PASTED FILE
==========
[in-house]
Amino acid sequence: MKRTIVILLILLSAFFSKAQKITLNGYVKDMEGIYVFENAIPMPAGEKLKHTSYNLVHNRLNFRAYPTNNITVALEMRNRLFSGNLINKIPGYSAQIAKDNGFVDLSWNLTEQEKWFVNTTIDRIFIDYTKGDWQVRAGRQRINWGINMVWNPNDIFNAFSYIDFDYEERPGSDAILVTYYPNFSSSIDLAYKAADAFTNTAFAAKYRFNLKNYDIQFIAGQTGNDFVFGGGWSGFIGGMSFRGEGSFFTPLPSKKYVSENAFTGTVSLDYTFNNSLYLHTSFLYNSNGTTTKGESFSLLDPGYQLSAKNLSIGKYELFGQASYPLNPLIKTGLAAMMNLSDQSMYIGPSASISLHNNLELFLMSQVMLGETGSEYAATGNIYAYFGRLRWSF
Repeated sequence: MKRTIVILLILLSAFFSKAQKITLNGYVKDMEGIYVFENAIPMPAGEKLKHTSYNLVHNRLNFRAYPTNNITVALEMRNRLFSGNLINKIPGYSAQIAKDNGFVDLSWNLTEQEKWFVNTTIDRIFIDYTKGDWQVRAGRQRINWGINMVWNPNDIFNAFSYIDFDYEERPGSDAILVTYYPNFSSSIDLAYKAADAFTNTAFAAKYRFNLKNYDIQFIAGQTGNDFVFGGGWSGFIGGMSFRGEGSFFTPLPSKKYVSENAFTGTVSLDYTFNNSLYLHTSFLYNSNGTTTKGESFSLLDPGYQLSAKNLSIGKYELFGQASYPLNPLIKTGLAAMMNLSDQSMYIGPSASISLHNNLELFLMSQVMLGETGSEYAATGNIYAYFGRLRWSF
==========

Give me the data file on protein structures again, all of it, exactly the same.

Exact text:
[in-house]
Amino acid sequence: MKRTIVILLILLSAFFSKAQKITLNGYVKDMEGIYVFENAIPMPAGEKLKHTSYNLVHNRLNFRAYPTNNITVALEMRNRLFSGNLINKIPGYSAQIAKDNGFVDLSWNLTEQEKWFVNTTIDRIFIDYTKGDWQVRAGRQRINWGINMVWNPNDIFNAFSYIDFDYEERPGSDAILVTYYPNFSSSIDLAYKAADAFTNTAFAAKYRFNLKNYDIQFIAGQTGNDFVFGGGWSGFIGGMSFRGEGSFFTPLPSKKYVSENAFTGTVSLDYTFNNSLYLHTSFLYNSNGTTTKGESFSLLDPGYQLSAKNLSIGKYELFGQASYPLNPLIKTGLAAMMNLSDQSMYIGPSASISLHNNLELFLMSQVMLGETGSEYAATGNIYAYFGRLRWSF
Repeated sequence: MKRTIVILLILLSAFFSKAQKITLNGYVKDMEGIYVFENAIPMPAGEKLKHTSYNLVHNRLNFRAYPTNNITVALEMRNRLFSGNLINKIPGYSAQIAKDNGFVDLSWNLTEQEKWFVNTTIDRIFIDYTKGDWQVRAGRQRINWGINMVWNPNDIFNAFSYIDFDYEERPGSDAILVTYYPNFSSSIDLAYKAADAFTNTAFAAKYRFNLKNYDIQFIAGQTGNDFVFGGGWSGFIGGMSFRGEGSFFTPLPSKKYVSENAFTGTVSLDYTFNNSLYLHTSFLYNSNGTTTKGESFSLLDPGYQLSAKNLSIGKYELFGQASYPLNPLIKTGLAAMMNLSDQSMYIGPSASISLHNNLELFLMSQVMLGETGSEYAATGNIYAYFGRLRWSF